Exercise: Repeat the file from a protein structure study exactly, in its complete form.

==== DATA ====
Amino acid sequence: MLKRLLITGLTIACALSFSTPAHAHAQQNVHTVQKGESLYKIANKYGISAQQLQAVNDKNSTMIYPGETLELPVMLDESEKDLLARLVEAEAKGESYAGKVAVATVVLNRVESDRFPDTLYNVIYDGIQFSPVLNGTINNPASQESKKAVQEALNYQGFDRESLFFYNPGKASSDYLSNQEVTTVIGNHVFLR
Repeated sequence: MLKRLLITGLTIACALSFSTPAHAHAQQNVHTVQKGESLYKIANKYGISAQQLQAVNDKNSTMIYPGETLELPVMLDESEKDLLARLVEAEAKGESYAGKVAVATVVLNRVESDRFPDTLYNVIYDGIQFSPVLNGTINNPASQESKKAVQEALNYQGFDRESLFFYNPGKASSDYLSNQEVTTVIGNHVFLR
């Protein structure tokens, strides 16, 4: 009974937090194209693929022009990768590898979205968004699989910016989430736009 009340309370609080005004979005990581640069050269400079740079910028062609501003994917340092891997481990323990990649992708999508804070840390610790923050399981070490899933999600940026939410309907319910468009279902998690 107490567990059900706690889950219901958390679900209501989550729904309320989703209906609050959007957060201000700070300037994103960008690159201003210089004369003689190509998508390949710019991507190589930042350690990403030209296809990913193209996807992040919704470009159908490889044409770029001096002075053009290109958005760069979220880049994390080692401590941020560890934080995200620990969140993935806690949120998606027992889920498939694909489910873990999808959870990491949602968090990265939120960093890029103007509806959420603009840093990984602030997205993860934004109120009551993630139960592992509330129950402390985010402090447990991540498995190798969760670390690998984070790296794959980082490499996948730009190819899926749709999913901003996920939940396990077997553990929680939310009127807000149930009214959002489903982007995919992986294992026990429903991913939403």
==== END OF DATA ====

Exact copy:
Amino acid sequence: MLKRLLITGLTIACALSFSTPAHAHAQQNVHTVQKGESLYKIANKYGISAQQLQAVNDKNSTMIYPGETLELPVMLDESEKDLLARLVEAEAKGESYAGKVAVATVVLNRVESDRFPDTLYNVIYDGIQFSPVLNGTINNPASQESKKAVQEALNYQGFDRESLFFYNPGKASSDYLSNQEVTTVIGNHVFLR
Repeated sequence: MLKRLLITGLTIACALSFSTPAHAHAQQNVHTVQKGESLYKIANKYGISAQQLQAVNDKNSTMIYPGETLELPVMLDESEKDLLARLVEAEAKGESYAGKVAVATVVLNRVESDRFPDTLYNVIYDGIQFSPVLNGTINNPASQESKKAVQEALNYQGFDRESLFFYNPGKASSDYLSNQEVTTVIGNHVFLR
């Protein structure tokens, strides 16, 4: 009974937090194209693929022009990768590898979205968004699989910016989430736009 009340309370609080005004979005990581640069050269400079740079910028062609501003994917340092891997481990323990990649992708999508804070840390610790923050399981070490899933999600940026939410309907319910468009279902998690 107490567990059900706690889950219901958390679900209501989550729904309320989703209906609050959007957060201000700070300037994103960008690159201003210089004369003689190509998508390949710019991507190589930042350690990403030209296809990913193209996807992040919704470009159908490889044409770029001096002075053009290109958005760069979220880049994390080692401590941020560890934080995200620990969140993935806690949120998606027992889920498939694909489910873990999808959870990491949602968090990265939120960093890029103007509806959420603009840093990984602030997205993860934004109120009551993630139960592992509330129950402390985010402090447990991540498995190798969760670390690998984070790296794959980082490499996948730009190819899926749709999913901003996920939940396990077997553990929680939310009127807000149930009214959002489903982007995919992986294992026990429903991913939403």